Two-time Cup champion Lightning faces rare circumstances

Steven Stamkos noticed a different feeling around the Tampa Bay Lightning.

For a team accustomed to winning – not just the Stanley Cup in the last two years but at a high level in the regular season – it has been a challenging few weeks. The back-to-back defending champions have lost nine of their last 15 matches, with three separate three-game skids facing the kind of adversity they haven’t experienced in quite some time.

“It seems like every mistake is ending up behind our net right now, so it’s hard not to be discouraged,” Stamkos said after a 4-3 loss in Washington on Wednesday night. “We just have to keep working our way through this. We have a lot of experienced leadership in this team that we know we can work with to get out of this.”

The big question is whether the Lightning can use the right lessons from last month and apply them when the playoffs begin in early May. After coaching Tampa Bay on several long runs, missing the postseason altogether, enduring a surprising first-round sweep, and then hoisting the cup twice, John Cooper understands that the answer is clear until after the regular season. Will not done.

“We can only wait and see if it’s going to help, but it tests you mentally and physically,” Cooper said. “The boys have played a lot of hockey over the years. And especially in these last two months, we’ve asked a lot of them. Sometimes it becomes little more than just the physical part of it.”

There has been some roster turnover, but many of the main players now have another 70 games in the regular season after a combined nearly 50 in the last two playoffs. Since August 2020, no team has played more hockey than the Lightning.

With that comes fatigue, but also perspective on what the regular season means in the grand scheme of trying to win a championship. The players have a good hold on him now.

“There are some uncomfortable moments for this group, which isn’t necessarily a bad thing,” Stamkos said. “When you go to the playoffs you want to try to work out the kinks. At the end of the day, that’s where the teams are judged, right? You can have the best regular season in history, as we’ve shown, and that means playoff time comes next to nothing. ,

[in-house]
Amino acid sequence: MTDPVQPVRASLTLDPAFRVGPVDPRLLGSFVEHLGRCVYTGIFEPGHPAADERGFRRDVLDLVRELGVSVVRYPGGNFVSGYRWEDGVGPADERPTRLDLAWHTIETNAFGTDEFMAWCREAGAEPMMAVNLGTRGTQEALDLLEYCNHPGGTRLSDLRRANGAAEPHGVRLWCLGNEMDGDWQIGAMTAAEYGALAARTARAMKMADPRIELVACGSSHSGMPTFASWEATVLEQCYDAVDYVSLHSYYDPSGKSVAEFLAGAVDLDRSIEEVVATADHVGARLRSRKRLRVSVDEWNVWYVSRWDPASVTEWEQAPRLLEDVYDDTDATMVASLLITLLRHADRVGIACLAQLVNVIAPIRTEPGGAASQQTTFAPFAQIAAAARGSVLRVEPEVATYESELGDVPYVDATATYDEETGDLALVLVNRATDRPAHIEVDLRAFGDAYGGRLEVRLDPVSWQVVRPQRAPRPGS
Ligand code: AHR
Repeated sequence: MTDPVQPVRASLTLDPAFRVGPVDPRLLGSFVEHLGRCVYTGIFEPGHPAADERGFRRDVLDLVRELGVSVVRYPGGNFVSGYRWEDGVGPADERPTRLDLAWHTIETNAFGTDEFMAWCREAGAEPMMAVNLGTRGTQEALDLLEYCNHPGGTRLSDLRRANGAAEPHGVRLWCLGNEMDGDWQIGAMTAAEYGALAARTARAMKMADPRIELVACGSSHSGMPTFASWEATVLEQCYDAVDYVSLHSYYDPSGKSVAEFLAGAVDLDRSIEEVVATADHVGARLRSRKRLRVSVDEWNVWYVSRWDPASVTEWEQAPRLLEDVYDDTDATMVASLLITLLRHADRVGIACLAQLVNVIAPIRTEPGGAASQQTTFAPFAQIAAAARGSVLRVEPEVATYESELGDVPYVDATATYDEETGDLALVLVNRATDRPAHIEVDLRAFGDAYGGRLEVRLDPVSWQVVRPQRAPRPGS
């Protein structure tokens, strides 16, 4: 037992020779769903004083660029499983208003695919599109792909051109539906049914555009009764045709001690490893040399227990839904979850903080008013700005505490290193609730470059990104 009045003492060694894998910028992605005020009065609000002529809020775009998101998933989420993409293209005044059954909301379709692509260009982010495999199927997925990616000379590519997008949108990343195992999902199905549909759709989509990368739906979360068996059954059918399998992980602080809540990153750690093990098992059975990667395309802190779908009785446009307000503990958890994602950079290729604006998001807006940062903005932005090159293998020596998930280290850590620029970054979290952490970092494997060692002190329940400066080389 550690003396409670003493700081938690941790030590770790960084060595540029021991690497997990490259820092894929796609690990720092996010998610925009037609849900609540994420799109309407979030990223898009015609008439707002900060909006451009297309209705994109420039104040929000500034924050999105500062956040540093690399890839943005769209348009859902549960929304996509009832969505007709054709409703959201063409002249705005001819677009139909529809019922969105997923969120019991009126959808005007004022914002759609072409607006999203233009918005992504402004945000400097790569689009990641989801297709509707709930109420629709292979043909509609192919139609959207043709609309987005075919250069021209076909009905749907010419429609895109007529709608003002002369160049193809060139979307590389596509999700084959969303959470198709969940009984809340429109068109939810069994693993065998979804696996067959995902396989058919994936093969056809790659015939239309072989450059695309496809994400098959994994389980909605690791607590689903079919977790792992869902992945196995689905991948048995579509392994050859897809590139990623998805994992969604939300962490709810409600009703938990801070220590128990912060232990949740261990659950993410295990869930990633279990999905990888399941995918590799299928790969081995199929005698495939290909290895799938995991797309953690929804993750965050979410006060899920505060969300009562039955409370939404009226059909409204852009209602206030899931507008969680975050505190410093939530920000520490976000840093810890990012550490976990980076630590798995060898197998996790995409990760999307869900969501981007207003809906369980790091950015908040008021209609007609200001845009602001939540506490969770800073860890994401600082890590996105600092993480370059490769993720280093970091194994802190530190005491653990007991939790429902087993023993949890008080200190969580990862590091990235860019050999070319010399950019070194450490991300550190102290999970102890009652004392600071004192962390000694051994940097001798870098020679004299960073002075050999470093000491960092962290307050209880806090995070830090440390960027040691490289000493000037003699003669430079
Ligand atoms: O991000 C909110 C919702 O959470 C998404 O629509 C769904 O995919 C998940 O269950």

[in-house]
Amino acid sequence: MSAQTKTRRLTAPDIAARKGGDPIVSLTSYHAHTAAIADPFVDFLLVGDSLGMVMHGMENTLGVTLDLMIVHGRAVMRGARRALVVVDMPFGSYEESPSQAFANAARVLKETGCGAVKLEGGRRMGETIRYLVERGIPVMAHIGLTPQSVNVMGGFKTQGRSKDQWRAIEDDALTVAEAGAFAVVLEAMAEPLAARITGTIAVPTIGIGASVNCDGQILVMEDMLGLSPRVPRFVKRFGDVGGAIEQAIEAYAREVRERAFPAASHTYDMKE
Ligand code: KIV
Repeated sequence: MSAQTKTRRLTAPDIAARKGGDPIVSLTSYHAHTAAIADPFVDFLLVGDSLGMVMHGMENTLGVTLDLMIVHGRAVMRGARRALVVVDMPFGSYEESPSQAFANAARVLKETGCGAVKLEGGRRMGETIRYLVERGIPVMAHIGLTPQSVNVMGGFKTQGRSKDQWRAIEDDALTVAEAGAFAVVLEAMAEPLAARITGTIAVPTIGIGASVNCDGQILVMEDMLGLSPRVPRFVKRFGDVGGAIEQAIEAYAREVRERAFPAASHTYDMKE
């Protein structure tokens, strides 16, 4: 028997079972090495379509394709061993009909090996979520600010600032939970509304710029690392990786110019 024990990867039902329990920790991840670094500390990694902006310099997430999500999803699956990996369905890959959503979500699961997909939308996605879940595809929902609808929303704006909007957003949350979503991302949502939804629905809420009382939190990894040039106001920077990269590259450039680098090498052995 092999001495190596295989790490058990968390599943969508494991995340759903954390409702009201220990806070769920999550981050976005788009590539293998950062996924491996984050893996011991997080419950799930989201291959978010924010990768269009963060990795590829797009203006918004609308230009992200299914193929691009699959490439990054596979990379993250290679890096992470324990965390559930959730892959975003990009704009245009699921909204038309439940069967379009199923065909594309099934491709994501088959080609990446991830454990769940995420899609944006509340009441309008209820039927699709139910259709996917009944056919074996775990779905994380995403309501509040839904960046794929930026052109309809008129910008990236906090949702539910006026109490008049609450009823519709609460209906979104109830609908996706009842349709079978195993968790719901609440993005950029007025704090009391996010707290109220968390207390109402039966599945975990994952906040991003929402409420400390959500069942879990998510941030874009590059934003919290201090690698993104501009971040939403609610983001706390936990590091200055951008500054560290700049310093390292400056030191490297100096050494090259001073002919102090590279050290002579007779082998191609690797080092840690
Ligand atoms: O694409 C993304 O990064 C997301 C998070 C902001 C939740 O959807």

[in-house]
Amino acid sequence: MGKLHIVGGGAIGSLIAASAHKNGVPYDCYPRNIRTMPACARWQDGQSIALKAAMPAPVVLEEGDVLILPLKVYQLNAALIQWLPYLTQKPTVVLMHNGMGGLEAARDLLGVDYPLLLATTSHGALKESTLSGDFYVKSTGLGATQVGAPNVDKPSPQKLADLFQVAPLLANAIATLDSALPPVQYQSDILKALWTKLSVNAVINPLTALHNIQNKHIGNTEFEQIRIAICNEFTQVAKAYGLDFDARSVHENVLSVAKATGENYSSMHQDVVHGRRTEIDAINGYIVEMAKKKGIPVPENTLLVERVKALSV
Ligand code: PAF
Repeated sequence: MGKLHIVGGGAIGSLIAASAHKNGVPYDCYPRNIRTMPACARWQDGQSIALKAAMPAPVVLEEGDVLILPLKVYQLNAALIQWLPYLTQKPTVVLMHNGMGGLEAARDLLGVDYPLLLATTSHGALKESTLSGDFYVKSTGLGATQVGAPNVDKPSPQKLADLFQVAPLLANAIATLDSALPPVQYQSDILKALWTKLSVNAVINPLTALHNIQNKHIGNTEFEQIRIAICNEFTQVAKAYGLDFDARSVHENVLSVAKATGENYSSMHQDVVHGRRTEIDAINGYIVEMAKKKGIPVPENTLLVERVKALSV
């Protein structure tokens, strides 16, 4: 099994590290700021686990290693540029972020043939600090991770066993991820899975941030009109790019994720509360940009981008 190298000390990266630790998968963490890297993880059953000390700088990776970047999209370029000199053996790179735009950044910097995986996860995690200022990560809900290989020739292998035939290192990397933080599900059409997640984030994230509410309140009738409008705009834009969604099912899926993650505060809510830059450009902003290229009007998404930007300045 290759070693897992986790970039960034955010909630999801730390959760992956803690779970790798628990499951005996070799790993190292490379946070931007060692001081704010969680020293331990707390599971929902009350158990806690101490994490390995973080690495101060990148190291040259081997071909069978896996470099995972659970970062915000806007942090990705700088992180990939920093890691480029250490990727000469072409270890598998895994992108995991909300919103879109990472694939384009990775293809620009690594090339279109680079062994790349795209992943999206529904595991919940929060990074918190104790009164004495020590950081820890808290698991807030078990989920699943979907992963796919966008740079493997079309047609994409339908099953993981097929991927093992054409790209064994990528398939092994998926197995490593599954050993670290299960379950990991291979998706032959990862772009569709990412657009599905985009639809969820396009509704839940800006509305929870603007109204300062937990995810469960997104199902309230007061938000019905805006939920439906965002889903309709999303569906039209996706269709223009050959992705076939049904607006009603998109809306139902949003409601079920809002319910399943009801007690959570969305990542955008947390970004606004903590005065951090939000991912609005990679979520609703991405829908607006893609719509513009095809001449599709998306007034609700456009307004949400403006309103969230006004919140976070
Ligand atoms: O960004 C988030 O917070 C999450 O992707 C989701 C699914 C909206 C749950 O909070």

As the NHL’s top regular-season team in 2018-19, winning the President’s Trophy and setting the record for most points accumulated did little for the Lightning when they were swept by the Columbus Blue Jackets in the first round. That group faced so few adversities until the playoffs that it lacked the ability to handle it.

The experience of that series undoubtedly played some part in winning it over the past two years in Tampa Bay. But it’s not like players are writing off their recent performances thinking they can flip the switch against Florida, Carolina, or Boston when the playoffs begin.

“You always want to win games, and when it doesn’t go your way, you’re probably second-guessing on the ice and we don’t have time for that,” said defenseman Victor Heidmann, who was playoff MVP in 2020. “We want to go out there and execute and be clear in our mind what we want to do. And when we’re clicking on all cylinders, we know we can beat a tough team. So for us it is about going out with the belief that we are going to win the game.”

The immediate challenge is a trip to the Bruins on a Friday night. The Lightning’s loss to the Capitals dropped them into a wild card spot in the Eastern Conference, and despite no easy matchups, it’s not a place they would want to be without home-ice advantage.

Cooper called it an “important” game, and something more like Tampa Bay might try for a three-peat.

“The boys had to dig in here,” he said.

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Follow AP Hockey writer Stephen Whyno on Twitter https://twitter.com/SHowno

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